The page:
Safe Physical Human Robot Interaction

The use of robots in assistive roles will be an increasingly significant application for robotics. This is fed by the growing aged populations in countries such as the US and Japan. The application of robots in these roles has unique demands from a mechanical and control design perspective, which have not been thoroughly addressed in the past.

Safety is key when robots and human work in close proximity, while accuracy is secondary. The paradigm shift thus needed in the way we design robots, is a unique departure from the way humans have thought about machines in the past. The robot must minimize the risk of injury to others during its operation. We are exploring the use of robots with flexible and soft structures for making robots inherently safe during physical interaction.

When we speak of safety, we will usually mean safety under uncontrolled impacts unless otherwise stated.

Beyond Joint Compliance

Rigid links have always been the basic component for most robots. The reasons for this are both technical and historical. Historically, it has always been a goal in machine design to develop machines using rigid components. This allowed relatively simple synthesis of mechanisms based on kinematic considerations. As these were machine parts, safety from the viewpoint of physical interaction was almost certainly never a consideration. As robot design largely borrowed from machine design, the same design principles were applied.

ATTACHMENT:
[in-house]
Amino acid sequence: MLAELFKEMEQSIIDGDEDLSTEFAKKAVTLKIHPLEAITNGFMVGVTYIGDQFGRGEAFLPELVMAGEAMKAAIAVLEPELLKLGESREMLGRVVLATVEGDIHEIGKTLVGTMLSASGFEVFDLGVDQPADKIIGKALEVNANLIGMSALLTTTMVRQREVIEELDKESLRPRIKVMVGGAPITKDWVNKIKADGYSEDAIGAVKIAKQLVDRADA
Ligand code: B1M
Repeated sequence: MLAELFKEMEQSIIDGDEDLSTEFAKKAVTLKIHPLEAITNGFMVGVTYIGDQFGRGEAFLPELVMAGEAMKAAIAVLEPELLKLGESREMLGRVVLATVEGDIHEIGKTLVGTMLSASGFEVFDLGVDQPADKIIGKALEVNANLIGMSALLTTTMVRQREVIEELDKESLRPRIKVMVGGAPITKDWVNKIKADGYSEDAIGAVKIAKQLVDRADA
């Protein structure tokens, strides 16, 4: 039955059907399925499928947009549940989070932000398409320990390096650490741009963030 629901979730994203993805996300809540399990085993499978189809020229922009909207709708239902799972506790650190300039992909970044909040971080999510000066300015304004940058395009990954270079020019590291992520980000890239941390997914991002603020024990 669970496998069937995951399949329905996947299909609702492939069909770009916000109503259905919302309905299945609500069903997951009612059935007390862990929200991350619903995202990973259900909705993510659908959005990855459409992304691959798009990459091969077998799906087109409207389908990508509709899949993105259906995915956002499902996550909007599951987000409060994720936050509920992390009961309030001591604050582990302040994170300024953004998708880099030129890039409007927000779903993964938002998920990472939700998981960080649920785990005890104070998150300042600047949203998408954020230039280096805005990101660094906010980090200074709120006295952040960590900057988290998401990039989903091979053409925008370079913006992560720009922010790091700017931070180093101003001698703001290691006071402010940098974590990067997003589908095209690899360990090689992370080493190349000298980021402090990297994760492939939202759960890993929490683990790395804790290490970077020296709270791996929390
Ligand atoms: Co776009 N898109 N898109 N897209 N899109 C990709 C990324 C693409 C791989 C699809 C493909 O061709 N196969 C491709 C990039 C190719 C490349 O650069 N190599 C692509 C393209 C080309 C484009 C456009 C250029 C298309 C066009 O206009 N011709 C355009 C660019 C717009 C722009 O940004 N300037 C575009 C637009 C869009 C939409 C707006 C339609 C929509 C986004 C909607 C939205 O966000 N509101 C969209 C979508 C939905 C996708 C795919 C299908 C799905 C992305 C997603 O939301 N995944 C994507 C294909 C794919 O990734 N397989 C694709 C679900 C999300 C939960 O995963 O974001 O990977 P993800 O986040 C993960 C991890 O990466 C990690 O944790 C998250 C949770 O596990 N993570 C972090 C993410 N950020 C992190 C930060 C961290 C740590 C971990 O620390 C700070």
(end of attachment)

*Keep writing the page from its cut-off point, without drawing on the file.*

One basic approach to improving safety while still utilizing a rigid structure, is to use of a soft padding around the robot. While it is effective in improving safety, the amount of padding required to make a robot safe while still being reasonably fast is prohibitive. Researchers besides our group at RI, have focused mostly on the use of joint compliance. In this approach, the connectivitiy between the actuator and the link is modified by the introduction of compliance between the two. While the approach is useful, it assumes the same design principle of using rigid components.

In our research, we open our eyes to the possibilites of robots which throw away assumptions regarding the need for rigid components. This allows us to develop novel designs which may be more suited to phyical interaction with humans. Our problem is then to design and control robots in this extended design space, for safe physical human robot interaction


Refer to the Media section for videos of robots currently under development.